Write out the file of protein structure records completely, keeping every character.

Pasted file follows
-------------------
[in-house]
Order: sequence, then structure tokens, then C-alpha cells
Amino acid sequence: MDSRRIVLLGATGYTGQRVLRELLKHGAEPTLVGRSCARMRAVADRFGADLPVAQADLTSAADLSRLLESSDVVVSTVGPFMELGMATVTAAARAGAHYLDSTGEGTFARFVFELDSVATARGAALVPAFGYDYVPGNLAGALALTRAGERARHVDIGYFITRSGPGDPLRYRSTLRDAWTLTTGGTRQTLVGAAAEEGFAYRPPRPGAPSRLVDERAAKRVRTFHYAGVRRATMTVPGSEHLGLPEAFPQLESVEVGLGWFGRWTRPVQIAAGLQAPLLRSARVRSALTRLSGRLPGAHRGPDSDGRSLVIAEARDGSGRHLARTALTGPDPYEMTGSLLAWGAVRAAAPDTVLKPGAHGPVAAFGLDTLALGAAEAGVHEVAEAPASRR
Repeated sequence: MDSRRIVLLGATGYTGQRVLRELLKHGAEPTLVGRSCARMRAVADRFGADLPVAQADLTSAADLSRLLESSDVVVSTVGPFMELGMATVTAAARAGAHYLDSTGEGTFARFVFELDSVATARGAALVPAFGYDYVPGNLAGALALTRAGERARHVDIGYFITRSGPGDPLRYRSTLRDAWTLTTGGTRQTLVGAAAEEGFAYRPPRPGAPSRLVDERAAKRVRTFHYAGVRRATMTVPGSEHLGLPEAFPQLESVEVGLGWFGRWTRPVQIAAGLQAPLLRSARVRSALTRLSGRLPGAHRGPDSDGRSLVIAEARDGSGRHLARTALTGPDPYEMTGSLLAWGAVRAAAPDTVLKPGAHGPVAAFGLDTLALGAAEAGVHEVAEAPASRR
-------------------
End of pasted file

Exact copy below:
[in-house]
Order: sequence, then structure tokens, then C-alpha cells
Amino acid sequence: MDSRRIVLLGATGYTGQRVLRELLKHGAEPTLVGRSCARMRAVADRFGADLPVAQADLTSAADLSRLLESSDVVVSTVGPFMELGMATVTAAARAGAHYLDSTGEGTFARFVFELDSVATARGAALVPAFGYDYVPGNLAGALALTRAGERARHVDIGYFITRSGPGDPLRYRSTLRDAWTLTTGGTRQTLVGAAAEEGFAYRPPRPGAPSRLVDERAAKRVRTFHYAGVRRATMTVPGSEHLGLPEAFPQLESVEVGLGWFGRWTRPVQIAAGLQAPLLRSARVRSALTRLSGRLPGAHRGPDSDGRSLVIAEARDGSGRHLARTALTGPDPYEMTGSLLAWGAVRAAAPDTVLKPGAHGPVAAFGLDTLALGAAEAGVHEVAEAPASRR
Repeated sequence: MDSRRIVLLGATGYTGQRVLRELLKHGAEPTLVGRSCARMRAVADRFGADLPVAQADLTSAADLSRLLESSDVVVSTVGPFMELGMATVTAAARAGAHYLDSTGEGTFARFVFELDSVATARGAALVPAFGYDYVPGNLAGALALTRAGERARHVDIGYFITRSGPGDPLRYRSTLRDAWTLTTGGTRQTLVGAAAEEGFAYRPPRPGAPSRLVDERAAKRVRTFHYAGVRRATMTVPGSEHLGLPEAFPQLESVEVGLGWFGRWTRPVQIAAGLQAPLLRSARVRSALTRLSGRLPGAHRGPDSDGRSLVIAEARDGSGRHLARTALTGPDPYEMTGSLLAWGAVRAAAPDTVLKPGAHGPVAAFGLDTLALGAAEAGVHEVAEAPASRR